Molecular mechanisms of oestrogen action on growth of human breast cancer cells in culture
Darbre, P. (2012) Molecular mechanisms of oestrogen action on growth of human breast cancer cells in culture. Hormone Molecular Biology and Clinical Investigation, 9 (1). pp. 65-85. ISSN 1868-1883
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To link to this item DOI: 10.1515/hmbci-2011-0003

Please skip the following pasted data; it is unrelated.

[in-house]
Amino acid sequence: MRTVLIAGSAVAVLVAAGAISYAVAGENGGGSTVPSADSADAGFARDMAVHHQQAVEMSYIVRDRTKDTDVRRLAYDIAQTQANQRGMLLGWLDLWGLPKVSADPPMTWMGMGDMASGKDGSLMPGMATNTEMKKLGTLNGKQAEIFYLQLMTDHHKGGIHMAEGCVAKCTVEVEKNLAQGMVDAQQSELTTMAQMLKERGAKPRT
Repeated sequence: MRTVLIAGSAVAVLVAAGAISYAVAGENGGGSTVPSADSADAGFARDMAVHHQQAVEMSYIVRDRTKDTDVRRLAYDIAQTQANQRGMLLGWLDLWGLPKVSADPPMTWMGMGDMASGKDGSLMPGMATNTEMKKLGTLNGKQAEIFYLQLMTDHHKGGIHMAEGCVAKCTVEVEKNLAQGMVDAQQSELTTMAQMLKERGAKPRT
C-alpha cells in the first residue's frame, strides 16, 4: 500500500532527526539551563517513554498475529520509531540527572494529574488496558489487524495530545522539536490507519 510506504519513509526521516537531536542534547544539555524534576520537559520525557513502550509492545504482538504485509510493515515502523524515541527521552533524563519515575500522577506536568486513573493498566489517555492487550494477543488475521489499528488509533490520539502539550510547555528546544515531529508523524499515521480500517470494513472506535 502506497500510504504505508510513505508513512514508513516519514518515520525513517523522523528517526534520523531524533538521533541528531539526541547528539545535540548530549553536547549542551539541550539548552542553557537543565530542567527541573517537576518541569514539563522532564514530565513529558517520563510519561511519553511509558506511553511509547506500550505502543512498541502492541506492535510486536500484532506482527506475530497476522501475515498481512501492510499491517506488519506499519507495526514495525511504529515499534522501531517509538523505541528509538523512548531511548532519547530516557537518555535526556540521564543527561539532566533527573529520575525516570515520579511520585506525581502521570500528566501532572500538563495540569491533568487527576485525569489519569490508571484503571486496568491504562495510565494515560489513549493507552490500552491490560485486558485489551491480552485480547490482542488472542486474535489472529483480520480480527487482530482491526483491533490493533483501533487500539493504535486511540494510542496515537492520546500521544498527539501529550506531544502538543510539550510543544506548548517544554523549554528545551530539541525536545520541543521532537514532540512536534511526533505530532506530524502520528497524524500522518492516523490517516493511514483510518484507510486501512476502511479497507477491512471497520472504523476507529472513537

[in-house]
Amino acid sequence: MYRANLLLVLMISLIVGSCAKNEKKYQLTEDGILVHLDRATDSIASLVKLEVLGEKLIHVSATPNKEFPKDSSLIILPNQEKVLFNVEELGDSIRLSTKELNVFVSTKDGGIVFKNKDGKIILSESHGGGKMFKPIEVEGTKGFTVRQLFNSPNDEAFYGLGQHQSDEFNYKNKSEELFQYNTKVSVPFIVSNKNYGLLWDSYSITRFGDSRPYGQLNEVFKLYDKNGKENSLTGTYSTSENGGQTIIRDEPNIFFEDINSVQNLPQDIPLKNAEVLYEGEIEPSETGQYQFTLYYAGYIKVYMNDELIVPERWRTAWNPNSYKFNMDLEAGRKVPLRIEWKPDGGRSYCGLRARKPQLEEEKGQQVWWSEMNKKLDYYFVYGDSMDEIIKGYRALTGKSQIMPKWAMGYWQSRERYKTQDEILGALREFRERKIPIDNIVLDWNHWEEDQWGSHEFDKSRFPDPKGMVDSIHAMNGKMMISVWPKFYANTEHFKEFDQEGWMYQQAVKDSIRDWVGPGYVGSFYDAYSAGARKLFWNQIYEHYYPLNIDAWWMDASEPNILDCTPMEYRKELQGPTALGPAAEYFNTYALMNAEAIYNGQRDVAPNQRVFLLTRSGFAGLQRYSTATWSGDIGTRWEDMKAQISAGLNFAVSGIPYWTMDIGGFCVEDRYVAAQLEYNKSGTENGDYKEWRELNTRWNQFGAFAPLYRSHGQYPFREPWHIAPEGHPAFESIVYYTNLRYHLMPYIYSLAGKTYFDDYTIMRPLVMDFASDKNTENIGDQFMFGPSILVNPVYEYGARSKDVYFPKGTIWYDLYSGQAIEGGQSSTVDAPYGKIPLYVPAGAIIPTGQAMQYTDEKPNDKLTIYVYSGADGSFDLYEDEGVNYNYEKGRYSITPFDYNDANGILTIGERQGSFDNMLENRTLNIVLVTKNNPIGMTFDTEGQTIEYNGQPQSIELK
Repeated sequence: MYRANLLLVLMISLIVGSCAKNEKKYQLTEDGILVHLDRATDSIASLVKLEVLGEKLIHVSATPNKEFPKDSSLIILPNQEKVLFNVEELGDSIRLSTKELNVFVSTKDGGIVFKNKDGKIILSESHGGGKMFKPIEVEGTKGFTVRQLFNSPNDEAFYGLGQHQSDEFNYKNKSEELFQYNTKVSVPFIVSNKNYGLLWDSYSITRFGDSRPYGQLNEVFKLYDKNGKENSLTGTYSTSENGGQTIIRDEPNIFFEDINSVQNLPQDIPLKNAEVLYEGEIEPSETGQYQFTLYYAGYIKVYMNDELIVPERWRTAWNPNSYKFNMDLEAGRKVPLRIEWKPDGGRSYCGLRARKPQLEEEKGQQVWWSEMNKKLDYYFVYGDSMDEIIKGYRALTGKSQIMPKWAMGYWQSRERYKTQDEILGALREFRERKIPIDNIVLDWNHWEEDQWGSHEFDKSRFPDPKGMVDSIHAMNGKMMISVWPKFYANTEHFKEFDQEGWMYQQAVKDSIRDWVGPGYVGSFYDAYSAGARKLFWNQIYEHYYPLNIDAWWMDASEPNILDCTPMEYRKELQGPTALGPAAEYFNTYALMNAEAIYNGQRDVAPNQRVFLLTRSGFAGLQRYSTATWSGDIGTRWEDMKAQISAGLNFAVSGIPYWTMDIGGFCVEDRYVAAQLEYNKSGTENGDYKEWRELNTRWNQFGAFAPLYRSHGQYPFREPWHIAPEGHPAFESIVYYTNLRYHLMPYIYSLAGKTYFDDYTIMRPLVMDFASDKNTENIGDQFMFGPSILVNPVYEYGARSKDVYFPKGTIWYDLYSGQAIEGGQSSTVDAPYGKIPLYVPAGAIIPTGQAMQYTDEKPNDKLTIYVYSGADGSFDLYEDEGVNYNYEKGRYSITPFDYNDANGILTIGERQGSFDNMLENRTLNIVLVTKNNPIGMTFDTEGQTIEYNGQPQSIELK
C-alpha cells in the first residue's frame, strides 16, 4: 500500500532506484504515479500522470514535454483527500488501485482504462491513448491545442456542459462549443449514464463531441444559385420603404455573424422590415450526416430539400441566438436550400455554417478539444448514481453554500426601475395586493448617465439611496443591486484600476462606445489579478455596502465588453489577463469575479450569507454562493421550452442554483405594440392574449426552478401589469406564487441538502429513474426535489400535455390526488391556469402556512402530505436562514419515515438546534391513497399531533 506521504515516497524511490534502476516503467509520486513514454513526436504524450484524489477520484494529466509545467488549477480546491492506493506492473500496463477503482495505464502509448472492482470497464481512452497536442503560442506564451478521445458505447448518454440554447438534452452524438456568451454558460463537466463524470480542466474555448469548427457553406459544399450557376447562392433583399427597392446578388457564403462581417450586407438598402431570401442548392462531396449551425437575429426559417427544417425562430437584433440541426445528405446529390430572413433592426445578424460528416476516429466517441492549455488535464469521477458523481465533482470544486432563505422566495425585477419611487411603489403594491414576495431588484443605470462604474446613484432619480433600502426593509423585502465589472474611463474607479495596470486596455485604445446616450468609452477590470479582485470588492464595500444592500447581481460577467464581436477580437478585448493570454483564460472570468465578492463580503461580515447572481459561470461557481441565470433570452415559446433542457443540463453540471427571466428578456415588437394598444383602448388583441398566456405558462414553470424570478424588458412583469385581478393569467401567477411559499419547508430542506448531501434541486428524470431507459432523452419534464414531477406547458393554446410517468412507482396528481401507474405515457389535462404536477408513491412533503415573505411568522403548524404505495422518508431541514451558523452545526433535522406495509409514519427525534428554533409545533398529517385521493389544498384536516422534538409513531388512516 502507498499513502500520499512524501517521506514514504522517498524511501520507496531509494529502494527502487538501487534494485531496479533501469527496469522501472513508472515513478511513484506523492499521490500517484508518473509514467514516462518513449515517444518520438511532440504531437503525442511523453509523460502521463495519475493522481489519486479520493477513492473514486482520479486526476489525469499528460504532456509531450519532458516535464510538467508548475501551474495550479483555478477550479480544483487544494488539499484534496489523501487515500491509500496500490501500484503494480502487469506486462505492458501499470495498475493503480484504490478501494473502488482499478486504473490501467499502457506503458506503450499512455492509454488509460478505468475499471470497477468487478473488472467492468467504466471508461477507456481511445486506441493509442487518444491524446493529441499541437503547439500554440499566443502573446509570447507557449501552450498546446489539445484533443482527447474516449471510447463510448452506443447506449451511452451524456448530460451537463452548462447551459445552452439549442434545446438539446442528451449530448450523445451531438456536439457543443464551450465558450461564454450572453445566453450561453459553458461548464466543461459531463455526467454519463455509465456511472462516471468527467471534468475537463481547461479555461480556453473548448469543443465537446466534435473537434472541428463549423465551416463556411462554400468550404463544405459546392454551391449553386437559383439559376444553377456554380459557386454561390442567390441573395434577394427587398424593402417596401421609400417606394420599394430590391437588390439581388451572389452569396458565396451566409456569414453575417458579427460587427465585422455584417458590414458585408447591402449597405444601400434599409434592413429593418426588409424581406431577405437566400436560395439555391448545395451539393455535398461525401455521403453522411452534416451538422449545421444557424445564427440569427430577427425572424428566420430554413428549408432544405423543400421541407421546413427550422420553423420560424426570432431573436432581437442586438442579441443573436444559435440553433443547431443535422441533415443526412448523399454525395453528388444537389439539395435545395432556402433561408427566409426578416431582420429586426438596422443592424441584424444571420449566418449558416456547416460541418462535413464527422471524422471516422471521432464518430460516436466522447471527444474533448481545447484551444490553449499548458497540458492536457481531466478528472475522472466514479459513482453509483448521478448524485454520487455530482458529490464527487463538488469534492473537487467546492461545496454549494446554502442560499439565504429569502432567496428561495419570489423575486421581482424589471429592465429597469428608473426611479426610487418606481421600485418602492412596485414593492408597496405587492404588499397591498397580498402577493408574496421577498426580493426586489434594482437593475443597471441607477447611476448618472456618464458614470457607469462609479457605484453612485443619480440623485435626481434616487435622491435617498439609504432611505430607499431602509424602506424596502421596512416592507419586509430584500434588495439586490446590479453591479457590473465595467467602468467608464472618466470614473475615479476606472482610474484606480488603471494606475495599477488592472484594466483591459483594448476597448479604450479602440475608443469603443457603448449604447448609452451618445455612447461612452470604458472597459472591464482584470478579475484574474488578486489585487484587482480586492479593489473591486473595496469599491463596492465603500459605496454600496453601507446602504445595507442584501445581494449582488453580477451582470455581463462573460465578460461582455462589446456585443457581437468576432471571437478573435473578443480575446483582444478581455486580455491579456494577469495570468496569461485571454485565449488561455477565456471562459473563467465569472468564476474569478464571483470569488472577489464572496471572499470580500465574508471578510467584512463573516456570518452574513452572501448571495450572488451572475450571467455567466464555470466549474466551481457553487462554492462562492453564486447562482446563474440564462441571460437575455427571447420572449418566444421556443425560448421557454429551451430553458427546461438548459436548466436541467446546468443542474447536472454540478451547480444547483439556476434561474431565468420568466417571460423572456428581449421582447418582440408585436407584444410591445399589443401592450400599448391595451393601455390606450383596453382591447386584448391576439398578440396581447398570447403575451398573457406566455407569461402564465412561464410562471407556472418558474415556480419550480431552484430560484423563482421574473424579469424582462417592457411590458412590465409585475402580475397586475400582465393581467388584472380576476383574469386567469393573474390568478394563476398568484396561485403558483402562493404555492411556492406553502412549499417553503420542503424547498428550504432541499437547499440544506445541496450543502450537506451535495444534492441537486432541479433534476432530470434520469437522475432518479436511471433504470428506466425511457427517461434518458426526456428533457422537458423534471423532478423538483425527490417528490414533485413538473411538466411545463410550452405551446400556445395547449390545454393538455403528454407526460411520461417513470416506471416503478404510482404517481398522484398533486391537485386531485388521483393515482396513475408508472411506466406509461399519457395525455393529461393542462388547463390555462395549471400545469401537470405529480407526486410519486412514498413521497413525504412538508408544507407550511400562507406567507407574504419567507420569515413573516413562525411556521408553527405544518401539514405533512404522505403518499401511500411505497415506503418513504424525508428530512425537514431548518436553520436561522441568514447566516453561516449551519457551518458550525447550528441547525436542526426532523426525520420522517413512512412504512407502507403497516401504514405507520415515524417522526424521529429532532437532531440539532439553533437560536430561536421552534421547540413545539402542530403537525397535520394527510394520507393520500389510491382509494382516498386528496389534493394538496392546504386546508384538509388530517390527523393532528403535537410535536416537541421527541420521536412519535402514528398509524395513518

Growth responses to oestrogen can be reproducibly obtained using a selection of oestrogen-receptor-containing human breast cancer cell lines, and molecular mechanisms have been shown to include modulation to growth factor/receptor/signalling pathways, cell-cycle proteins, apoptosis, differentiation, adhesion, motility and migration. Considerable progress has been made in understanding the molecular basis of oestrogen action on gene expression through the ligand-activated transcription factors human oestrogen receptor α (ERα) and ERβ and the resulting effects on global gene expression patterns, but the full profile of coordination of the alterations, which brings about changes in cell growth through genomic and non-genomic mechanisms remain to be fully elucidated. Oestrogen regulation of cell growth involves a complex cross-talk between oestrogen receptor and growth factor signalling pathways such that inhibition of one pathway may lead to stimulation of another, which may explain the remarkable ability of human breast cancer cells to escape from any mode of imposed growth inhibition be it oestrogen deprivation or administration of antioestrogen. Although studies on cell growth have focused to date on the effects of physiological oestrogens, many hundreds of environmental chemicals with oestrogenic properties have now been measured in the human breast. Whether or not the weight of evidence eventually establishes any causal link of complex mixtures of environmental oestrogenic chemicals with breast cancer, the presence of so many oestrogenic chemicals in the breast must influence resulting oestrogenic responses, and the impact of this additional oestrogenic burden needs to be taken into account in future studies on growth regulation of human breast cancer cells.